As the excitement ramps up in advance of the eighth and final season of HBO’s Game of Thrones, actor Kit Harington went on The Late Show With Stephen Colbert and riffed on the parallels between the show’s brutal political landscape and that of the modern world.
According to a piece published in The Hollywood Reporter, the actor, who plays the virtuous Jon Snow in the beloved series, exchanged laughs with the late-night host, and quipped that he could see some similarities between the behavior of one of the show’s most reviled characters, the petulant and psychotic boy-king Joffrey Baratheon, and certain modern politicians.
“I got this theory that we kind of screwed the political landscape. I just feel like certain political figures tried to emulate Joffrey, and things went a bit wrong,” Harington told host Colbert as the audience roared with laughter.
“[He’s] got the hair,” Colbert replied.
The release by HBO of the first trailer for the final season has fans licking their chops for more, and proffering all kinds of wild theories about how show-runners David Benioff and D.B. Weiss might wrap up the beloved series. The clip teases an epic final battle that has been looming on the horizon for some time and features Harington looking much more serious as Jon Snow, clearly thinking about the dreaded White Walkers.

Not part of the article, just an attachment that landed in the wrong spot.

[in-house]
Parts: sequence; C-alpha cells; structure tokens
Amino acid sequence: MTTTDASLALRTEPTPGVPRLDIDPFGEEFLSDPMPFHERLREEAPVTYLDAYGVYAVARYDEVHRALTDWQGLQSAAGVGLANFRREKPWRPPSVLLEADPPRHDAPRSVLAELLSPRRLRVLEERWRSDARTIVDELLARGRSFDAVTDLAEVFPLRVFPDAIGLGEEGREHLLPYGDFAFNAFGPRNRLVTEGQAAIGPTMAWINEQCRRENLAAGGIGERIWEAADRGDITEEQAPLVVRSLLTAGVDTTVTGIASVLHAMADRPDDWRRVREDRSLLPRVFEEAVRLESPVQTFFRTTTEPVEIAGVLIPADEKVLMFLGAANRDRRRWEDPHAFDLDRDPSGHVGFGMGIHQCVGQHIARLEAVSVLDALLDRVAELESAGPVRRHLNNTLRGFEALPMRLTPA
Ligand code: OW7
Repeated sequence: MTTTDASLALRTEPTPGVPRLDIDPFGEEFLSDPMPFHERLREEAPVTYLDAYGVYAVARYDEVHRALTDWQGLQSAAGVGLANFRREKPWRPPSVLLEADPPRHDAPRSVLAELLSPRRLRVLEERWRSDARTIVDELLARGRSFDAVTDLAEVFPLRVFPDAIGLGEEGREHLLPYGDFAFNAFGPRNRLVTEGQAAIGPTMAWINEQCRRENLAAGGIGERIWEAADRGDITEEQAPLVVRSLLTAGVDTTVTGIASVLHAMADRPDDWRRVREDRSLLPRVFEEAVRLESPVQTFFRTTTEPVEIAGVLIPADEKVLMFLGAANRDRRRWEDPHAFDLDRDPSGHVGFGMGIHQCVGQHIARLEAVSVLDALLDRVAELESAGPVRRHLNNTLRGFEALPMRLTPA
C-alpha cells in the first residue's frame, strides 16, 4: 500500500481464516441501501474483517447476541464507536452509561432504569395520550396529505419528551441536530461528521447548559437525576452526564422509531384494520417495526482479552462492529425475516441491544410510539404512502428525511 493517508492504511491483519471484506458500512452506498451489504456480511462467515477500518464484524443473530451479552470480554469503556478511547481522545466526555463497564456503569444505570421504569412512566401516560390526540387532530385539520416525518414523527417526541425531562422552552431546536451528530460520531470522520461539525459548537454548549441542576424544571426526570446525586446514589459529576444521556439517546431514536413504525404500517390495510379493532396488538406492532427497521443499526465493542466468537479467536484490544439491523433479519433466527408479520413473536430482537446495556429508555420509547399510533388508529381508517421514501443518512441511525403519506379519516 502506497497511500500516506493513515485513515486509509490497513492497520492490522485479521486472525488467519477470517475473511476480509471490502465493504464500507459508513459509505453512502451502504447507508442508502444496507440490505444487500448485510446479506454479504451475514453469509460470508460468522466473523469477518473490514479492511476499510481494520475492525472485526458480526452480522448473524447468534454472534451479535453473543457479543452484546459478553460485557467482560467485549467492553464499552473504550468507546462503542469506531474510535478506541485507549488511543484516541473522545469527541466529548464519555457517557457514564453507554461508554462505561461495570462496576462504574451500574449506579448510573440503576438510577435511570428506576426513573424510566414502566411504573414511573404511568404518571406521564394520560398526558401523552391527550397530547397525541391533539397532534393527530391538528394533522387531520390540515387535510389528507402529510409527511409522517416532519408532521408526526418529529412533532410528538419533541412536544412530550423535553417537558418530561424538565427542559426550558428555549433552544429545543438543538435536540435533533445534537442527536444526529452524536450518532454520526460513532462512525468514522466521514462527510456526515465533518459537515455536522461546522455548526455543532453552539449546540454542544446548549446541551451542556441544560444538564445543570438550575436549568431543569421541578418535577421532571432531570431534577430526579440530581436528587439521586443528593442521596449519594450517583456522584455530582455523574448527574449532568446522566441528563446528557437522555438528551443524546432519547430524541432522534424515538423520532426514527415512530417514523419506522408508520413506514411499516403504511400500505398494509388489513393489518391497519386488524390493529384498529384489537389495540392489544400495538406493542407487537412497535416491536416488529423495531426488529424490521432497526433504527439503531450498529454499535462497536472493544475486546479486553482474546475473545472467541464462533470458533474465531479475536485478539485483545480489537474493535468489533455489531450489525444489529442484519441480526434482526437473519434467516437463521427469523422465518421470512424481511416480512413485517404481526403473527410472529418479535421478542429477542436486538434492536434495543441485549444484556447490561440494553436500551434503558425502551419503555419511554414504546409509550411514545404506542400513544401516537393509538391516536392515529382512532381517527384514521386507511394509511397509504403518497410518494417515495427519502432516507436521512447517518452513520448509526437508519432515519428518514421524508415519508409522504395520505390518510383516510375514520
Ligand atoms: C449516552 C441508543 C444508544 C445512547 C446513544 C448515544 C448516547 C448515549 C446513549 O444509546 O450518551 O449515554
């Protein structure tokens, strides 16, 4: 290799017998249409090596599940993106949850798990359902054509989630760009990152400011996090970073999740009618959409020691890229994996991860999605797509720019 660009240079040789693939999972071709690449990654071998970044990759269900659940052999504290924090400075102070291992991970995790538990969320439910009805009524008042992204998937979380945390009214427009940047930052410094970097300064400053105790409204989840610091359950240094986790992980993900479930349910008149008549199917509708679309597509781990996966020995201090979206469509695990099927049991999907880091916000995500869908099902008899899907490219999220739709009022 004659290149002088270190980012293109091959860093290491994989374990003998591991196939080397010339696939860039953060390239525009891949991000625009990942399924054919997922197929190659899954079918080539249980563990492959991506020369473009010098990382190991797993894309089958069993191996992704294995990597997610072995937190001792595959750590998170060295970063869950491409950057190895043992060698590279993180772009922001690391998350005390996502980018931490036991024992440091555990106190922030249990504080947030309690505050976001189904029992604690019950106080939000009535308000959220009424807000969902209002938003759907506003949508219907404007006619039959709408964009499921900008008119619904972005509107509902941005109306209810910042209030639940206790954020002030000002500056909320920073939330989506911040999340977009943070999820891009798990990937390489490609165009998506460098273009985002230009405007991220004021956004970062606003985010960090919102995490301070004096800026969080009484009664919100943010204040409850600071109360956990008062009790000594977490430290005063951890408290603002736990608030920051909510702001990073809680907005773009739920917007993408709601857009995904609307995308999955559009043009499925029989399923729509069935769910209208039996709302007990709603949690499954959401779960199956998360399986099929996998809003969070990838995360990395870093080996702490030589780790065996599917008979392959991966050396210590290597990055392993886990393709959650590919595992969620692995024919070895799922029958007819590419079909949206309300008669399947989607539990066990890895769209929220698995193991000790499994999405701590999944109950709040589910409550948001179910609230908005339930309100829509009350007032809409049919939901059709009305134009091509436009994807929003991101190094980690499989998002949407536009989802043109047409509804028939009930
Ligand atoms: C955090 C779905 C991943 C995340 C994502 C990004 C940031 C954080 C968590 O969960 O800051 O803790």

“They’re coming,” he says. “Our enemy doesn’t stop, doesn’t tire, doesn’t fear.”
Back on the couch at the Late Show, Harington was characteristically tight-lipped about the upcoming season, which the creators have condensed down to six episodes that will run 90 minutes each rather than the typical 60-plus minutes of each of previous seasons’ episodes. When Harington talked about how difficult it is not to reveal spoilers, he admitted that even as a principal actor on the show, his own theories about where the show was going were often wildly off-base.
“I had theories all along and all of them were wrong,” he said. “I’m quite glad I never told anyone my theories.”
And when Colbert pressed him to at least reveal some of his mistaken theories, Harington looked pained as he said he “can’t even tell lies” because the press and fans will run with whatever he says and it will blow up in the news.
So Colbert decided to offer his own theories on how the legendary show might end, having his crew put a single-shot camera on Harington to see if he might reveal anything from his facial expressions.
The host’s theories included the show cutting to black over the sound of Journey’s “Don’t Stop Believing,” a la The Sopranos, having the cast say, “The real game was how we made friends along the way,” and one involving Game of Thrones book series author George R. R. Martin.
“Somebody dies in the final scene and we see George R.R. Martin say ‘that’s a great idea’ and he finally finishes his book,” Colbert quipped.
The final season of Game of Thrones debuts on HBO on April 14.